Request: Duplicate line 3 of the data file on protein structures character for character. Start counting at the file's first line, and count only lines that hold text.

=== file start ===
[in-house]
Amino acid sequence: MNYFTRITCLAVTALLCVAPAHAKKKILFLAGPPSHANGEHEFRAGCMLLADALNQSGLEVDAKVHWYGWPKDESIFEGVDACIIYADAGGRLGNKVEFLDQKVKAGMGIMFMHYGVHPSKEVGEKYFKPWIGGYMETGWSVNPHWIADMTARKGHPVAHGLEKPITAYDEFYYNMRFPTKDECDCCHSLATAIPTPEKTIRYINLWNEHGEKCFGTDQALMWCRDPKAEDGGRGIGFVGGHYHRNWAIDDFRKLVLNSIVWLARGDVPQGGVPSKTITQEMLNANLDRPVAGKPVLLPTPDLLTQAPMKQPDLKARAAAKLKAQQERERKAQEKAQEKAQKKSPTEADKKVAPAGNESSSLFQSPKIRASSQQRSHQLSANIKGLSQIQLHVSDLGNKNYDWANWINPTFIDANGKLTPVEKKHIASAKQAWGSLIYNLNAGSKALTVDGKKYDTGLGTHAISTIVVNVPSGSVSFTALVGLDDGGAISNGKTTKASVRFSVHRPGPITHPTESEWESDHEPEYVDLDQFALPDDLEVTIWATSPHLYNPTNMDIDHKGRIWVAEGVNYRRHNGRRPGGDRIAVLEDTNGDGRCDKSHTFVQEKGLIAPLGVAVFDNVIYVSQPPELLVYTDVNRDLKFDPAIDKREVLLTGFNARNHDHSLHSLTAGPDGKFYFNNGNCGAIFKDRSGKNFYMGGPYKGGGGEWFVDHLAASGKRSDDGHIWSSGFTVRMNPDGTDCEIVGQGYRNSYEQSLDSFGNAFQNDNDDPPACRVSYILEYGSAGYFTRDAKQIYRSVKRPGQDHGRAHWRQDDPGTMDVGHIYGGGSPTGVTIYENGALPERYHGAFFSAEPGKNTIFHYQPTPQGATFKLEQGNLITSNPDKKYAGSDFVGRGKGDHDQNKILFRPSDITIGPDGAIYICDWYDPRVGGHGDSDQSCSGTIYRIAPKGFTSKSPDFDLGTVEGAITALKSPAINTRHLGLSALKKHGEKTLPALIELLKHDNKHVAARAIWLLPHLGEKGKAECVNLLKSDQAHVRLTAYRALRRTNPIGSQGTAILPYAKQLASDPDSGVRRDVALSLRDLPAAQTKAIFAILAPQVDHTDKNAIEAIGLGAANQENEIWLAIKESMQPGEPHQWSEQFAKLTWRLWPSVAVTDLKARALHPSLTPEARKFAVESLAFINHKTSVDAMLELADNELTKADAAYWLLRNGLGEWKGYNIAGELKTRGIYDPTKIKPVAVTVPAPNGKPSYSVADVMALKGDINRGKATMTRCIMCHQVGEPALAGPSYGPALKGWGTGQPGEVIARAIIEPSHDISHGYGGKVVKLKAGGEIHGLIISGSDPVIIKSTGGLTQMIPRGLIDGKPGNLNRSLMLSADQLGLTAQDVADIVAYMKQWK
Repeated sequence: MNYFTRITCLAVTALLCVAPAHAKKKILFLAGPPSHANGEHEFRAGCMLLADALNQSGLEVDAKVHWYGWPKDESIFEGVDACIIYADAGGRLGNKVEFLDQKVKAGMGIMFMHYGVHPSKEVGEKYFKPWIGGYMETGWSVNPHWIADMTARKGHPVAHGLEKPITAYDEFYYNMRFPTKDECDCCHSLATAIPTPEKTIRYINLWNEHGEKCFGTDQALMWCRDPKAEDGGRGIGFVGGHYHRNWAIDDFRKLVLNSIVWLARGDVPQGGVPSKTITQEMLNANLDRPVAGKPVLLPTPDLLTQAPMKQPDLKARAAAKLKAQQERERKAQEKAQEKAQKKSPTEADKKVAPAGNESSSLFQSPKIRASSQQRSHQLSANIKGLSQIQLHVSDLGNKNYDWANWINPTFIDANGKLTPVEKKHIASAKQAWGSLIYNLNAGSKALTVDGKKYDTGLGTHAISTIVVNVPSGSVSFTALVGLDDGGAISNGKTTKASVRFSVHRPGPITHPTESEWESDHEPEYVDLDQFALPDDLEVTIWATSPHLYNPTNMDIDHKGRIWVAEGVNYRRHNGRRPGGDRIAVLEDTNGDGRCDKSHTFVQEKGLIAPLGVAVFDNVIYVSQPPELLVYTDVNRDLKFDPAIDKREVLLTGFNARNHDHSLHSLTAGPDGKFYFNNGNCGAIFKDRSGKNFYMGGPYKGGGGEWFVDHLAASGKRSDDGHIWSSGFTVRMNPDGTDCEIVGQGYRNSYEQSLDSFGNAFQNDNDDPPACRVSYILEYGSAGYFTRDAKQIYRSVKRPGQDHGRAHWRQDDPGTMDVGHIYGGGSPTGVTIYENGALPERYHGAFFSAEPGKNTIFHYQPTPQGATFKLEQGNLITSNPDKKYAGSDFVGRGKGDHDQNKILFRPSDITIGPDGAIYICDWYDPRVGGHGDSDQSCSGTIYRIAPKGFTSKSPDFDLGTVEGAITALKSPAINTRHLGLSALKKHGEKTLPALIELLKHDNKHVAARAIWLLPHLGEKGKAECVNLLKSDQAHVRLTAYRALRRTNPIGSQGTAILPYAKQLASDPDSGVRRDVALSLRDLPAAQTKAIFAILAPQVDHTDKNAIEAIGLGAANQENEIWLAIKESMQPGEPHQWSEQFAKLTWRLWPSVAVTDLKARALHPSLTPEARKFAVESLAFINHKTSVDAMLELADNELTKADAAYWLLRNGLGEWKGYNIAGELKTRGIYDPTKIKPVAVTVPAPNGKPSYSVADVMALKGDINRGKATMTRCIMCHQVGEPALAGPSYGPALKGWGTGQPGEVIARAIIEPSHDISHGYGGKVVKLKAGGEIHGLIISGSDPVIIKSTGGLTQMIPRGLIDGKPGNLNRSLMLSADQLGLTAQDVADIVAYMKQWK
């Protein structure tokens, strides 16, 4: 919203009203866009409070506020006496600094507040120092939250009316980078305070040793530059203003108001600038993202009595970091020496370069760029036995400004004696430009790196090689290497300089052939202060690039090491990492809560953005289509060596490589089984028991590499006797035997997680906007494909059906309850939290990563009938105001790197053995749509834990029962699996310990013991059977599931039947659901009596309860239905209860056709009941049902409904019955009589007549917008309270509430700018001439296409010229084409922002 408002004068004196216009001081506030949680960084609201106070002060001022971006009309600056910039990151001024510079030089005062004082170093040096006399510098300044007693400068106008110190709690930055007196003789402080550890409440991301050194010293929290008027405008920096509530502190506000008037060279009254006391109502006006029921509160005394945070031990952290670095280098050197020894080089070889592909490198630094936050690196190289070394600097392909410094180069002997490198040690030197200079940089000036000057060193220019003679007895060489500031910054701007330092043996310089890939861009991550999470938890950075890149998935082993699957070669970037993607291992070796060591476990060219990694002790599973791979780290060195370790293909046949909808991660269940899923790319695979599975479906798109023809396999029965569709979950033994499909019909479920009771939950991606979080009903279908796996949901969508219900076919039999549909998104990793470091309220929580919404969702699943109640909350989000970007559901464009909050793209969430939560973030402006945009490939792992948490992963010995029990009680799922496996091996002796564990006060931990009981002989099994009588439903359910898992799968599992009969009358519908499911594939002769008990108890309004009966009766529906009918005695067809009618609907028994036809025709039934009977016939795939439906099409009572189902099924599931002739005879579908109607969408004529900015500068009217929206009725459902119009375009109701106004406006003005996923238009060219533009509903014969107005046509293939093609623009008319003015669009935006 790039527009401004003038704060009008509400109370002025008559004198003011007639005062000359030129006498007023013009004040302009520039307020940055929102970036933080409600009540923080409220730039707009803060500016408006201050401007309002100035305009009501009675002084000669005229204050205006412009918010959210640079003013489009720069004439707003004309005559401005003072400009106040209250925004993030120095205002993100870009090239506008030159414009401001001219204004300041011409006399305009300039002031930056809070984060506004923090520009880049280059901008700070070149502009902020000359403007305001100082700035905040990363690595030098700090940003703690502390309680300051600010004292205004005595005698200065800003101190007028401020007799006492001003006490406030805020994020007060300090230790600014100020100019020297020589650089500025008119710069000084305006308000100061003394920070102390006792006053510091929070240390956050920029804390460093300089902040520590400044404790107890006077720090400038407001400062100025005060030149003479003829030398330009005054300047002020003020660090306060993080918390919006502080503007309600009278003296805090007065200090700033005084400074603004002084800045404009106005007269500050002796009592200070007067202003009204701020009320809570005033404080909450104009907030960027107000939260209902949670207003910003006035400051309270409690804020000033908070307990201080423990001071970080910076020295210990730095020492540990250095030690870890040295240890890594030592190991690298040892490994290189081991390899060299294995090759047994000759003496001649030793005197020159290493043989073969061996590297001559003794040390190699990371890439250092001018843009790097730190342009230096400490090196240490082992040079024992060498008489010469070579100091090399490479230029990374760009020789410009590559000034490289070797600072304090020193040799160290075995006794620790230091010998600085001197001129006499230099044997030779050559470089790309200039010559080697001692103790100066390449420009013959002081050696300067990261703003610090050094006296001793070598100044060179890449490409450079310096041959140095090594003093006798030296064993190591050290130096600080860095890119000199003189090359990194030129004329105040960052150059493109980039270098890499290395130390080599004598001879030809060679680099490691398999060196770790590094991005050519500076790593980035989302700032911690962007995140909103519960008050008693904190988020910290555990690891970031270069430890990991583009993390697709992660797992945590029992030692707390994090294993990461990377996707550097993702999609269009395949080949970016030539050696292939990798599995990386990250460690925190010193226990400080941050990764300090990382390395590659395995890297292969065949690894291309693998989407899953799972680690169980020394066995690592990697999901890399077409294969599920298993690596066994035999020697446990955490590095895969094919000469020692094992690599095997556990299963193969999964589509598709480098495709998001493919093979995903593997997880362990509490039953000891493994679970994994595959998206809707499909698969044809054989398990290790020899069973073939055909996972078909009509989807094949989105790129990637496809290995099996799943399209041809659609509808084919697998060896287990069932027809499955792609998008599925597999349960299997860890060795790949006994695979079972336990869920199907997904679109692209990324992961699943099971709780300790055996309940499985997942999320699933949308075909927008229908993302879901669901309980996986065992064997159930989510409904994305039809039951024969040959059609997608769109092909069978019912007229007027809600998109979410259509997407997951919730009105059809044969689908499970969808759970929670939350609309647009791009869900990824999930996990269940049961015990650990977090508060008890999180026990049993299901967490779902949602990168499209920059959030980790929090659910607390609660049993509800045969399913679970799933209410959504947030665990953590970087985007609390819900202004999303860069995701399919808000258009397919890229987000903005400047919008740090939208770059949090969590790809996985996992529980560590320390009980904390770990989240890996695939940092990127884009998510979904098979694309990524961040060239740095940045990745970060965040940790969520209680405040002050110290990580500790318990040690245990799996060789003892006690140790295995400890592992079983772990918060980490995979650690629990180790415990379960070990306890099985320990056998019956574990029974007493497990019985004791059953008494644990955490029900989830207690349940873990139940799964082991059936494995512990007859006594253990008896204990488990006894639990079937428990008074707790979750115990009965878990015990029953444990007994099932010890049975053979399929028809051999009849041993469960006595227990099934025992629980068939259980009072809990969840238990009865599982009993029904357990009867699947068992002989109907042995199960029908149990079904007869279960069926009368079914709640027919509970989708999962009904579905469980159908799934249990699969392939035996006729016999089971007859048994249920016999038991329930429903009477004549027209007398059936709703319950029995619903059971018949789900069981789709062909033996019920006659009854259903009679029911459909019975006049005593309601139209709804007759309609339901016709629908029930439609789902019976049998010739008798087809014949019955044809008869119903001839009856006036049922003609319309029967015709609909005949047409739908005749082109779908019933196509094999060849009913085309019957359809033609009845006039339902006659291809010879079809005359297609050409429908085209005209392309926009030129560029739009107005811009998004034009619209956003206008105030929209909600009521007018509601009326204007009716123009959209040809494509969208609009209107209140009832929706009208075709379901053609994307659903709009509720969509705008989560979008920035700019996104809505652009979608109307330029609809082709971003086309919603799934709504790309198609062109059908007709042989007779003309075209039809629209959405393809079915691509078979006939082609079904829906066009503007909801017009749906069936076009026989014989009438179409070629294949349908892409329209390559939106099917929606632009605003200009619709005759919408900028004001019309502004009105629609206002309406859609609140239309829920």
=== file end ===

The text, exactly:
Repeated sequence: MNYFTRITCLAVTALLCVAPAHAKKKILFLAGPPSHANGEHEFRAGCMLLADALNQSGLEVDAKVHWYGWPKDESIFEGVDACIIYADAGGRLGNKVEFLDQKVKAGMGIMFMHYGVHPSKEVGEKYFKPWIGGYMETGWSVNPHWIADMTARKGHPVAHGLEKPITAYDEFYYNMRFPTKDECDCCHSLATAIPTPEKTIRYINLWNEHGEKCFGTDQALMWCRDPKAEDGGRGIGFVGGHYHRNWAIDDFRKLVLNSIVWLARGDVPQGGVPSKTITQEMLNANLDRPVAGKPVLLPTPDLLTQAPMKQPDLKARAAAKLKAQQERERKAQEKAQEKAQKKSPTEADKKVAPAGNESSSLFQSPKIRASSQQRSHQLSANIKGLSQIQLHVSDLGNKNYDWANWINPTFIDANGKLTPVEKKHIASAKQAWGSLIYNLNAGSKALTVDGKKYDTGLGTHAISTIVVNVPSGSVSFTALVGLDDGGAISNGKTTKASVRFSVHRPGPITHPTESEWESDHEPEYVDLDQFALPDDLEVTIWATSPHLYNPTNMDIDHKGRIWVAEGVNYRRHNGRRPGGDRIAVLEDTNGDGRCDKSHTFVQEKGLIAPLGVAVFDNVIYVSQPPELLVYTDVNRDLKFDPAIDKREVLLTGFNARNHDHSLHSLTAGPDGKFYFNNGNCGAIFKDRSGKNFYMGGPYKGGGGEWFVDHLAASGKRSDDGHIWSSGFTVRMNPDGTDCEIVGQGYRNSYEQSLDSFGNAFQNDNDDPPACRVSYILEYGSAGYFTRDAKQIYRSVKRPGQDHGRAHWRQDDPGTMDVGHIYGGGSPTGVTIYENGALPERYHGAFFSAEPGKNTIFHYQPTPQGATFKLEQGNLITSNPDKKYAGSDFVGRGKGDHDQNKILFRPSDITIGPDGAIYICDWYDPRVGGHGDSDQSCSGTIYRIAPKGFTSKSPDFDLGTVEGAITALKSPAINTRHLGLSALKKHGEKTLPALIELLKHDNKHVAARAIWLLPHLGEKGKAECVNLLKSDQAHVRLTAYRALRRTNPIGSQGTAILPYAKQLASDPDSGVRRDVALSLRDLPAAQTKAIFAILAPQVDHTDKNAIEAIGLGAANQENEIWLAIKESMQPGEPHQWSEQFAKLTWRLWPSVAVTDLKARALHPSLTPEARKFAVESLAFINHKTSVDAMLELADNELTKADAAYWLLRNGLGEWKGYNIAGELKTRGIYDPTKIKPVAVTVPAPNGKPSYSVADVMALKGDINRGKATMTRCIMCHQVGEPALAGPSYGPALKGWGTGQPGEVIARAIIEPSHDISHGYGGKVVKLKAGGEIHGLIISGSDPVIIKSTGGLTQMIPRGLIDGKPGNLNRSLMLSADQLGLTAQDVADIVAYMKQWK